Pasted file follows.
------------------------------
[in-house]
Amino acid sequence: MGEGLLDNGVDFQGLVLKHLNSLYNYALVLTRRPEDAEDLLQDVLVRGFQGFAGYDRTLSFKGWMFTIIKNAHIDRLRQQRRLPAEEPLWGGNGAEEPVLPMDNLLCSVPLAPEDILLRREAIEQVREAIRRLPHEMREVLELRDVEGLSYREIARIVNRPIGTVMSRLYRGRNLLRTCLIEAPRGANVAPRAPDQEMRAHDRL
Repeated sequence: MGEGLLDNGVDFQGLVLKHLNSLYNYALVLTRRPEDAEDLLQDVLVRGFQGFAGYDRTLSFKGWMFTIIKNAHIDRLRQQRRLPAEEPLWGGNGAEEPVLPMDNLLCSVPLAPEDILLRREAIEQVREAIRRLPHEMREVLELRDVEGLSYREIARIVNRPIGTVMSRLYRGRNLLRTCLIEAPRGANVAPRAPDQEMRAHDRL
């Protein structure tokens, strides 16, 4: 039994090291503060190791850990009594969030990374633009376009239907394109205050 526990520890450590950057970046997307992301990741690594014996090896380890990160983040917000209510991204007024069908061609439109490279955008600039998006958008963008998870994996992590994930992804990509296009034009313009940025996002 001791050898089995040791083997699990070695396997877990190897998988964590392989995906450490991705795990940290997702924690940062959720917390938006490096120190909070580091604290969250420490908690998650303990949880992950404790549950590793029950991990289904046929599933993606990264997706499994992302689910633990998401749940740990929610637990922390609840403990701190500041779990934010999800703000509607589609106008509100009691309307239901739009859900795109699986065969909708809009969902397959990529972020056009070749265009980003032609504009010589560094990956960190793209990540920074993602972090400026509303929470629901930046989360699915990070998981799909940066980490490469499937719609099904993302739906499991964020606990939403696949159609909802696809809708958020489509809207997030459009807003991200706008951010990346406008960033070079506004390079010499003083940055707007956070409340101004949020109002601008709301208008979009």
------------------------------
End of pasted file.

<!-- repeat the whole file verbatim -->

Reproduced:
[in-house]
Amino acid sequence: MGEGLLDNGVDFQGLVLKHLNSLYNYALVLTRRPEDAEDLLQDVLVRGFQGFAGYDRTLSFKGWMFTIIKNAHIDRLRQQRRLPAEEPLWGGNGAEEPVLPMDNLLCSVPLAPEDILLRREAIEQVREAIRRLPHEMREVLELRDVEGLSYREIARIVNRPIGTVMSRLYRGRNLLRTCLIEAPRGANVAPRAPDQEMRAHDRL
Repeated sequence: MGEGLLDNGVDFQGLVLKHLNSLYNYALVLTRRPEDAEDLLQDVLVRGFQGFAGYDRTLSFKGWMFTIIKNAHIDRLRQQRRLPAEEPLWGGNGAEEPVLPMDNLLCSVPLAPEDILLRREAIEQVREAIRRLPHEMREVLELRDVEGLSYREIARIVNRPIGTVMSRLYRGRNLLRTCLIEAPRGANVAPRAPDQEMRAHDRL
């Protein structure tokens, strides 16, 4: 039994090291503060190791850990009594969030990374633009376009239907394109205050 526990520890450590950057970046997307992301990741690594014996090896380890990160983040917000209510991204007024069908061609439109490279955008600039998006958008963008998870994996992590994930992804990509296009034009313009940025996002 001791050898089995040791083997699990070695396997877990190897998988964590392989995906450490991705795990940290997702924690940062959720917390938006490096120190909070580091604290969250420490908690998650303990949880992950404790549950590793029950991990289904046929599933993606990264997706499994992302689910633990998401749940740990929610637990922390609840403990701190500041779990934010999800703000509607589609106008509100009691309307239901739009859900795109699986065969909708809009969902397959990529972020056009070749265009980003032609504009010589560094990956960190793209990540920074993602972090400026509303929470629901930046989360699915990070998981799909940066980490490469499937719609099904993302739906499991964020606990939403696949159609909802696809809708958020489509809207997030459009807003991200706008951010990346406008960033070079506004390079010499003083940055707007956070409340101004949020109002601008709301208008979009």